The McKenna Buck
Tompkins County 10-point

By Kevin McKenna

For the entire deer season of 2015, I've seen nothing that would strike awe in the average man.  Doe and buck alike are not moving, the cold temps aren't making a difference, it's only making my life more miserable.

I have this guaranteed afternoon stand, a ground blind that's given me a state record buck; a spot that sits on a tree line to a field, a hollow to my left, the deepest and lowest corner of the field where they can nose out at sunset in relative safety.

Again, nothing all season here either, that is until I saw a small, young buck on December 12th, chasing a doe out of a swamp into neighboring field, that's just over the range of my shotgun, 200 yards through a tree and underbrush hedgerow. Not a shot I feel good about taking. 

Begrudgingly, the last morning of shotgun season, I moved to the neighboring field, I lay in wait in the far hedgerow with the entire field between that swamp and I.  This is no ordinary swamp.  It's thick, dense, thorny underbrush with a mucky mud so deep I lost a boot one year when I sunk up to my hip in one wrong step; only deer go in there, I should have known better.  I'm laying in a sniper prone position in a hedgerow, my cover is a log, blocking most of my body behind it.  I have my trusty New Haven 600AT, rifled barrel, cantilever scope and Hornady SST slugs, a working man's gun, tried and true, deadly accurate.  I'm a coiled rattler, camouflaged and ready to strike. 

I spend 6 hours lying in wait, nothing happens, I thought maybe I had a chance again today of that buck doing the same in the early morning hours.  I was wrong, I was cold (even with the right gear, you'll get cold if you don't move for 6 hours), and I was mad at myself for no good reason, other than I hadn't had success.  At noon I make my move.  A desperation takes over me, it's time for a Hail Mary pass into the end zone. 

I move a climber stand from deeper in the hardwoods to the edge of the tree line overlooking this new field.  There's a natural opening to the field and a natural alley to my usual afternoon field to my left.  This alley's exit is where the tree line dips down in that field, out of view from my ground blind to the right, another advantage to moving this climber.  I'm expecting something to walk the tree line in front of me though, I get up there right away.  I don't wait.  The cold has set in, temperature is dropping, the wind is low for once.  It's agonizingly dead, the clock ticks away.  Nothing.

Then it was the final hour, please, something move!  Ticking away, rapidly approaching sunset time, I'm shaking my head in disgust.  I now need to go to the store and buy a late season tag in order to get something. I hear something, it's a squirrel probably.  I look to my left, only to see one, it figures he'd tease me now. But wait, I see movement out in my afternoon field, coming out of the corner closest to the alley, going along the trees, it's a solitary deer. 

He's gray, he's dark, he's got an odd colored rack.  I don't have time to think about this, I need to take action.  I move my scope to the opening in the alley, I've already lasered it, 101 yards, I had ample time to check my distances all day.  I've checked and rechecked.  I have an isosceles triangle at the end of the alley, branches and crooked tree trunks make up this window I have to shoot through.  I don't focus on his movement, I swing up the gun and hold on the triangle, waiting for his body to fill that hole, he's taking his time.  It feels like forever that I wait.  When he's finally where I want him, I pull the trigger.  But then he saunters off, arcing a semi-circle back towards the middle of the field and into the woods.  There is no second shot.  There is no second chance.  I'm mad, I swore, cursing at myself for a crappy shot, until I rewound the footage in my head.  No, I reassure myself internally, you saw him jump as you looked through the scope, get down and check out the impact site, look for sign.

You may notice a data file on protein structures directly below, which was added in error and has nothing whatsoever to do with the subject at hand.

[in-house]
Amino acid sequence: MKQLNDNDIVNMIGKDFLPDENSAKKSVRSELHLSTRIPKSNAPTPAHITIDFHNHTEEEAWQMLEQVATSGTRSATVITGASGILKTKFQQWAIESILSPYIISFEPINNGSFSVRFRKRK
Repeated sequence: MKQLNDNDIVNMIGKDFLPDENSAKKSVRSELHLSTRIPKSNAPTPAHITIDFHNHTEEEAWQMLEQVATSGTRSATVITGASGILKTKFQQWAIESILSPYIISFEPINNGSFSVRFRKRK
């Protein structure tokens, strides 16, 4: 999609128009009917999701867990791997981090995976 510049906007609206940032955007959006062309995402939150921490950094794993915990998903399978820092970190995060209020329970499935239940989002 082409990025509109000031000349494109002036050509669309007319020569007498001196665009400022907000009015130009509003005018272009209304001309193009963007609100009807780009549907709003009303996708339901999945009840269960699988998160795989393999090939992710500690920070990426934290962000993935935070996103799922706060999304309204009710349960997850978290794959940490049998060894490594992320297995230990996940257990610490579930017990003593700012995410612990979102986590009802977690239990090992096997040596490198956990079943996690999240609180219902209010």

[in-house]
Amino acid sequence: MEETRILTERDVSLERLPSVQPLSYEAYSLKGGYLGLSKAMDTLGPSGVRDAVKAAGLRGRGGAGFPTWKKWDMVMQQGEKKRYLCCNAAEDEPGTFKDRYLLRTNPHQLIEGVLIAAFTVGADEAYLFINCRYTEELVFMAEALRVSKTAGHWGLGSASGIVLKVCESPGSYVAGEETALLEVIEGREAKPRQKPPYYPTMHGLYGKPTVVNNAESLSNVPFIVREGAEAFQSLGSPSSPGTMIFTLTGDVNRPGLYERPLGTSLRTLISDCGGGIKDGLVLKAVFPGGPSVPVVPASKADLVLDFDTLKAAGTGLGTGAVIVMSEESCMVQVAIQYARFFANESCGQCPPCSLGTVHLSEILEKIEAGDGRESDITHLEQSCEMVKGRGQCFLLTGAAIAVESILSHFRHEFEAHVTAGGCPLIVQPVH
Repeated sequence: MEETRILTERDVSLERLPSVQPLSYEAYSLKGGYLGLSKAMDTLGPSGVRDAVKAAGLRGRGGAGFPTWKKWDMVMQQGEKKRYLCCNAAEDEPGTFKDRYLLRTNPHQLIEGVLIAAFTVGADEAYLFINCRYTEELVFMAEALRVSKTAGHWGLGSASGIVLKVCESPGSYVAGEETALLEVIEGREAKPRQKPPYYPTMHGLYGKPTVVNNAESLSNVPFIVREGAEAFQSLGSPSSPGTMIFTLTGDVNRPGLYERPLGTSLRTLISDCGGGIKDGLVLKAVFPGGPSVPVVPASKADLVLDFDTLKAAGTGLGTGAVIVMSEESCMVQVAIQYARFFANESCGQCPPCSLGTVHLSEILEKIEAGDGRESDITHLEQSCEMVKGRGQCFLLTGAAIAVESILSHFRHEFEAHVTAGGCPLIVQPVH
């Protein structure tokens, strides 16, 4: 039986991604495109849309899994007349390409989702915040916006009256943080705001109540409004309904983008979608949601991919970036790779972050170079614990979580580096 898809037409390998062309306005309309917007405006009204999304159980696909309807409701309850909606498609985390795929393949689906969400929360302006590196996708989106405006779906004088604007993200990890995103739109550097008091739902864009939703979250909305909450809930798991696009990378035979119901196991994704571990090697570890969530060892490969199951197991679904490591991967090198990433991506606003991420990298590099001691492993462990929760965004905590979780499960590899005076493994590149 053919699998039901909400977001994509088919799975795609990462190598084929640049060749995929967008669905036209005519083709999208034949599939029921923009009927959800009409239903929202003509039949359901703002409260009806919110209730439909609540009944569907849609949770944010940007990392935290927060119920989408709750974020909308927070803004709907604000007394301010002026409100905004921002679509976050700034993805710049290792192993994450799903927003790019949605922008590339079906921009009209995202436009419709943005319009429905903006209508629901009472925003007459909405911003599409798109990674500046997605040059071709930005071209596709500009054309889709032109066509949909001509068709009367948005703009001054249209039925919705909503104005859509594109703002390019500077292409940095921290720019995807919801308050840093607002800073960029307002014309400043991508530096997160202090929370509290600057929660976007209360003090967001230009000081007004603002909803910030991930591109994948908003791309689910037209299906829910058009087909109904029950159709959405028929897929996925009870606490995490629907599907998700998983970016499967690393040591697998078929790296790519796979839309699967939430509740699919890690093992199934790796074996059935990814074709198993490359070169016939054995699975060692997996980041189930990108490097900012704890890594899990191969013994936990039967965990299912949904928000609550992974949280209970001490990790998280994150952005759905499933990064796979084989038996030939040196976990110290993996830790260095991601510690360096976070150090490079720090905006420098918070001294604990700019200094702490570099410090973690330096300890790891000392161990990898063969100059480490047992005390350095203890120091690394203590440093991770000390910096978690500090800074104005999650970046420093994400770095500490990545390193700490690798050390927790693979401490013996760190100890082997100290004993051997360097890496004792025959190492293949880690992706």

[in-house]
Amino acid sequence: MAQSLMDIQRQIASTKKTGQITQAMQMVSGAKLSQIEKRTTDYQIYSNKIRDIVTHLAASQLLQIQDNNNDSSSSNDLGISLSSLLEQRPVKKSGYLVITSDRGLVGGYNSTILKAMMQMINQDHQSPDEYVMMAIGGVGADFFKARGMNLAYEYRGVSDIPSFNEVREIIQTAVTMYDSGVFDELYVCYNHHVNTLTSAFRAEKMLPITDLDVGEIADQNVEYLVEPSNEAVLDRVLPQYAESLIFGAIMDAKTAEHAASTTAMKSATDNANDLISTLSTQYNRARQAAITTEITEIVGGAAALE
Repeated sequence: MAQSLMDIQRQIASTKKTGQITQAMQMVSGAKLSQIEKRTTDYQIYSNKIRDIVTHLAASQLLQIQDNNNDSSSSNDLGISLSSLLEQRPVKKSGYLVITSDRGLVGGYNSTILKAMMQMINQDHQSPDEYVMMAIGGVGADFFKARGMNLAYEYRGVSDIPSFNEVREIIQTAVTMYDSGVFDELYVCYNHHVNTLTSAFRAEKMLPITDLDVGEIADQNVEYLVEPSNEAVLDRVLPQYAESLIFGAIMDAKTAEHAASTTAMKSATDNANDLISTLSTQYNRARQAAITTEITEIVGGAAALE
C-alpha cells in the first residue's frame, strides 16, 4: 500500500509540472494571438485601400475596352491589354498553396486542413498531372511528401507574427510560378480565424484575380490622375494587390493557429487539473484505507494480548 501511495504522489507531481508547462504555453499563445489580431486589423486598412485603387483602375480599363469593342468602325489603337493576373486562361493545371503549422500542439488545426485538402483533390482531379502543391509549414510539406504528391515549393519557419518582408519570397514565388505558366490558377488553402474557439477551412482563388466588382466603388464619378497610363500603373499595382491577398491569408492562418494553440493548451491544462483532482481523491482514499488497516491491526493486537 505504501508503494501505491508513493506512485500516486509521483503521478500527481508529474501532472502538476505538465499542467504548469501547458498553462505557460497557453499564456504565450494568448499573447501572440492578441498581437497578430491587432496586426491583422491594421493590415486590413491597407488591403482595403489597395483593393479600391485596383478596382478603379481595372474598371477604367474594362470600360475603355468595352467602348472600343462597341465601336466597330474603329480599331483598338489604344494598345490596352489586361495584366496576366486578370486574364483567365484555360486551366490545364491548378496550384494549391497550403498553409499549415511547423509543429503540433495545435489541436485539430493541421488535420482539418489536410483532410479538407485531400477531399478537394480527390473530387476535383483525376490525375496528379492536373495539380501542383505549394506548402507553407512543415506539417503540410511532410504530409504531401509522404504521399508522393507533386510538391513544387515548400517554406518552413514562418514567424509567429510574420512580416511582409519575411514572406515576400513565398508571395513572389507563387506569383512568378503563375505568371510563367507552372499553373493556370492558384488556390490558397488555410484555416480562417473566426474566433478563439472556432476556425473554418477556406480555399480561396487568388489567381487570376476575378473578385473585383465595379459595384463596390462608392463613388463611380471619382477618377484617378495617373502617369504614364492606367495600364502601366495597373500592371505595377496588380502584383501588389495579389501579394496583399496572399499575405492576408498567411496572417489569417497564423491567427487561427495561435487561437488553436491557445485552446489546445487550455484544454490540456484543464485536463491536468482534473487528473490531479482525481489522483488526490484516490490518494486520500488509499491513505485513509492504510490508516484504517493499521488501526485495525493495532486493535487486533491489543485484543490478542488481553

It takes me twenty minutes to get down, get my ATV and fly over there, there's no direct path between fields.  I see nothing, I'm losing daylight, fast.  I check the alley exit for hair, blood, anything.  I retrace his path through the field, I'm needing a light source now because it's dusk.  I check the field in front of the tree line, still nothing. I've gone from the point of impact, through the field and now to the tree line, still nothing, only fresh scrapes.  Before I resolve myself to getting on my hands and knees to look for signs, I tell myself that I should take one last look in the woods, just estimate where he went in and look for a body.  I go eight, then ten feet into the woods, at where I guessed he would be.

I find a tail sticking up, the white hair illuminated by my light.  It was him, at last.  Finally a blood trail showed what hadn't been seen in the field, double lunged, through and through.  Broken G3, war wounds healing on top of his head, yellowed beams from a fresh rub.  He was still marking his territory, this old warrior, on his decline but holding on to life as he knew it.  A clean, one shot one kill, on a mature ten point buck at the last possible minute.  What an adventure both he and I had. 

A close-up of Kevin's Tompkins County buck.

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